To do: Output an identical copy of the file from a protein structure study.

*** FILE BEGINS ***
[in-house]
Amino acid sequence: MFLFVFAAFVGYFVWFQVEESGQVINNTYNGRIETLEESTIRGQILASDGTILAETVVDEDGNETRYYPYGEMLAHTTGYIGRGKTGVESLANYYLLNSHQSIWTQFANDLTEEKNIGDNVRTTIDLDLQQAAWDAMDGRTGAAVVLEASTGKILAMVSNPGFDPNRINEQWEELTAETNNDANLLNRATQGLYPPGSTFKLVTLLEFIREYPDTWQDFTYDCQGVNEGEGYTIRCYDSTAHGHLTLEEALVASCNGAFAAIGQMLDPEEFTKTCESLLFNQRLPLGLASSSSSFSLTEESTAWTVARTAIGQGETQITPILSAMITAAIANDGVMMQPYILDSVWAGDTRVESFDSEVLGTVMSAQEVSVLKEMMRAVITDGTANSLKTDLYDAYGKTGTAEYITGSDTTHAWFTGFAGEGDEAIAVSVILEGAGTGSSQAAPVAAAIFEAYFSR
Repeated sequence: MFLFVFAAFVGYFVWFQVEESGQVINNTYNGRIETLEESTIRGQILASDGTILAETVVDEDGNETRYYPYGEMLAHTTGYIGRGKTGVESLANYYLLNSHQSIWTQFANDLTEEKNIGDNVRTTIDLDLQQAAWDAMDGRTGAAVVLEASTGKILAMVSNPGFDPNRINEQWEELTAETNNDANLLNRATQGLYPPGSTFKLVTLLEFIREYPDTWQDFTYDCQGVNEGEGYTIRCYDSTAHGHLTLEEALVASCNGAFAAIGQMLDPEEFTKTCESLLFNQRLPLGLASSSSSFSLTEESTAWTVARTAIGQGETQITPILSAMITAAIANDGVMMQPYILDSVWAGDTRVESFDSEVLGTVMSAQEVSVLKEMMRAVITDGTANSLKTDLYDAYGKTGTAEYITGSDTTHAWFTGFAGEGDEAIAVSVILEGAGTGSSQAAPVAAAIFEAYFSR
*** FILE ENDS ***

[in-house]
Amino acid sequence: MFLFVFAAFVGYFVWFQVEESGQVINNTYNGRIETLEESTIRGQILASDGTILAETVVDEDGNETRYYPYGEMLAHTTGYIGRGKTGVESLANYYLLNSHQSIWTQFANDLTEEKNIGDNVRTTIDLDLQQAAWDAMDGRTGAAVVLEASTGKILAMVSNPGFDPNRINEQWEELTAETNNDANLLNRATQGLYPPGSTFKLVTLLEFIREYPDTWQDFTYDCQGVNEGEGYTIRCYDSTAHGHLTLEEALVASCNGAFAAIGQMLDPEEFTKTCESLLFNQRLPLGLASSSSSFSLTEESTAWTVARTAIGQGETQITPILSAMITAAIANDGVMMQPYILDSVWAGDTRVESFDSEVLGTVMSAQEVSVLKEMMRAVITDGTANSLKTDLYDAYGKTGTAEYITGSDTTHAWFTGFAGEGDEAIAVSVILEGAGTGSSQAAPVAAAIFEAYFSR
Repeated sequence: MFLFVFAAFVGYFVWFQVEESGQVINNTYNGRIETLEESTIRGQILASDGTILAETVVDEDGNETRYYPYGEMLAHTTGYIGRGKTGVESLANYYLLNSHQSIWTQFANDLTEEKNIGDNVRTTIDLDLQQAAWDAMDGRTGAAVVLEASTGKILAMVSNPGFDPNRINEQWEELTAETNNDANLLNRATQGLYPPGSTFKLVTLLEFIREYPDTWQDFTYDCQGVNEGEGYTIRCYDSTAHGHLTLEEALVASCNGAFAAIGQMLDPEEFTKTCESLLFNQRLPLGLASSSSSFSLTEESTAWTVARTAIGQGETQITPILSAMITAAIANDGVMMQPYILDSVWAGDTRVESFDSEVLGTVMSAQEVSVLKEMMRAVITDGTANSLKTDLYDAYGKTGTAEYITGSDTTHAWFTGFAGEGDEAIAVSVILEGAGTGSSQAAPVAAAIFEAYFSR